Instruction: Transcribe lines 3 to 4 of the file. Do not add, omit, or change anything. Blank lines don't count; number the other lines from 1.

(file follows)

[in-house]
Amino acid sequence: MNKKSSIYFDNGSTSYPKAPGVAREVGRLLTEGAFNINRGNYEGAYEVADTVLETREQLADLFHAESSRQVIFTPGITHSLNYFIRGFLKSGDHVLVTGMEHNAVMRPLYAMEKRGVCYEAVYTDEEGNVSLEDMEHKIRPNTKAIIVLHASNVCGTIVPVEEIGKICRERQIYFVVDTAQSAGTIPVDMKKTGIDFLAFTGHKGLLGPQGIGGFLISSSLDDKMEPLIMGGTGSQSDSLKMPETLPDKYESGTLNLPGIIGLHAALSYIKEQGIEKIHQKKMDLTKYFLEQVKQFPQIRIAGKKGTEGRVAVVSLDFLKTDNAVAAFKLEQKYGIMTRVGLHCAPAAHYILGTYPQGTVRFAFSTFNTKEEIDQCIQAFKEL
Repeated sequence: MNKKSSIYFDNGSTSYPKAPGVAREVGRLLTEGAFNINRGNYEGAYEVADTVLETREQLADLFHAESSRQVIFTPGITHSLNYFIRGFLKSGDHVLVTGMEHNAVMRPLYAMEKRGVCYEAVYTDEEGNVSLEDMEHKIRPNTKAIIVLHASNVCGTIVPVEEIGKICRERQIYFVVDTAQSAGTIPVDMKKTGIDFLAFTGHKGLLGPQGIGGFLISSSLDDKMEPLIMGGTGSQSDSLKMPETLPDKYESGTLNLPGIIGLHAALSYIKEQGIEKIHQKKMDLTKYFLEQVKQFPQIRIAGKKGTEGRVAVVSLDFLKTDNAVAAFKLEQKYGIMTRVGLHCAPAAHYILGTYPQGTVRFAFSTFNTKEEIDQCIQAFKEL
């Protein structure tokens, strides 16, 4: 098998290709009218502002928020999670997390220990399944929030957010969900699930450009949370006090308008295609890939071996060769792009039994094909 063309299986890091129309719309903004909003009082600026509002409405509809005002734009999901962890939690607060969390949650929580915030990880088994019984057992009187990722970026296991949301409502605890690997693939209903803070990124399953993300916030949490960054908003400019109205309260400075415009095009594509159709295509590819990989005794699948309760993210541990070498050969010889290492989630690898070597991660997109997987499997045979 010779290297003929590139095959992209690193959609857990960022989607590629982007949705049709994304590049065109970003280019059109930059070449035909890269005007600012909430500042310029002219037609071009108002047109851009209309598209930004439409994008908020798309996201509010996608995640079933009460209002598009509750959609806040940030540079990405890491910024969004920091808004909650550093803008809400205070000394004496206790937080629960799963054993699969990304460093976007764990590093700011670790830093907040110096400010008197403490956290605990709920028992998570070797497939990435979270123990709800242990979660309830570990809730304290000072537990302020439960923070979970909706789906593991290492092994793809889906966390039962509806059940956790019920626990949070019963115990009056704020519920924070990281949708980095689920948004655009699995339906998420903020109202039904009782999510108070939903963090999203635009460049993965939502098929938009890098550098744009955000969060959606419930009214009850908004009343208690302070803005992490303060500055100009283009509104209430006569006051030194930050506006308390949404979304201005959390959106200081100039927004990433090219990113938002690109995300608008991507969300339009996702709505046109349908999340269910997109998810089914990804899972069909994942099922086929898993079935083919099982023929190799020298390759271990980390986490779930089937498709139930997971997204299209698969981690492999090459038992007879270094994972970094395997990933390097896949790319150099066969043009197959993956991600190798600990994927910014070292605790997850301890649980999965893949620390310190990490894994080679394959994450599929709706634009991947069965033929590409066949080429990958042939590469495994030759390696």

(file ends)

Repeated sequence: MNKKSSIYFDNGSTSYPKAPGVAREVGRLLTEGAFNINRGNYEGAYEVADTVLETREQLADLFHAESSRQVIFTPGITHSLNYFIRGFLKSGDHVLVTGMEHNAVMRPLYAMEKRGVCYEAVYTDEEGNVSLEDMEHKIRPNTKAIIVLHASNVCGTIVPVEEIGKICRERQIYFVVDTAQSAGTIPVDMKKTGIDFLAFTGHKGLLGPQGIGGFLISSSLDDKMEPLIMGGTGSQSDSLKMPETLPDKYESGTLNLPGIIGLHAALSYIKEQGIEKIHQKKMDLTKYFLEQVKQFPQIRIAGKKGTEGRVAVVSLDFLKTDNAVAAFKLEQKYGIMTRVGLHCAPAAHYILGTYPQGTVRFAFSTFNTKEEIDQCIQAFKEL
């Protein structure tokens, strides 16, 4: 098998290709009218502002928020999670997390220990399944929030957010969900699930450009949370006090308008295609890939071996060769792009039994094909 063309299986890091129309719309903004909003009082600026509002409405509809005002734009999901962890939690607060969390949650929580915030990880088994019984057992009187990722970026296991949301409502605890690997693939209903803070990124399953993300916030949490960054908003400019109205309260400075415009095009594509159709295509590819990989005794699948309760993210541990070498050969010889290492989630690898070597991660997109997987499997045979 010779290297003929590139095959992209690193959609857990960022989607590629982007949705049709994304590049065109970003280019059109930059070449035909890269005007600012909430500042310029002219037609071009108002047109851009209309598209930004439409994008908020798309996201509010996608995640079933009460209002598009509750959609806040940030540079990405890491910024969004920091808004909650550093803008809400205070000394004496206790937080629960799963054993699969990304460093976007764990590093700011670790830093907040110096400010008197403490956290605990709920028992998570070797497939990435979270123990709800242990979660309830570990809730304290000072537990302020439960923070979970909706789906593991290492092994793809889906966390039962509806059940956790019920626990949070019963115990009056704020519920924070990281949708980095689920948004655009699995339906998420903020109202039904009782999510108070939903963090999203635009460049993965939502098929938009890098550098744009955000969060959606419930009214009850908004009343208690302070803005992490303060500055100009283009509104209430006569006051030194930050506006308390949404979304201005959390959106200081100039927004990433090219990113938002690109995300608008991507969300339009996702709505046109349908999340269910997109998810089914990804899972069909994942099922086929898993079935083919099982023929190799020298390759271990980390986490779930089937498709139930997971997204299209698969981690492999090459038992007879270094994972970094395997990933390097896949790319150099066969043009197959993956991600190798600990994927910014070292605790997850301890649980999965893949620390310190990490894994080679394959994450599929709706634009991947069965033929590409066949080429990958042939590469495994030759390696």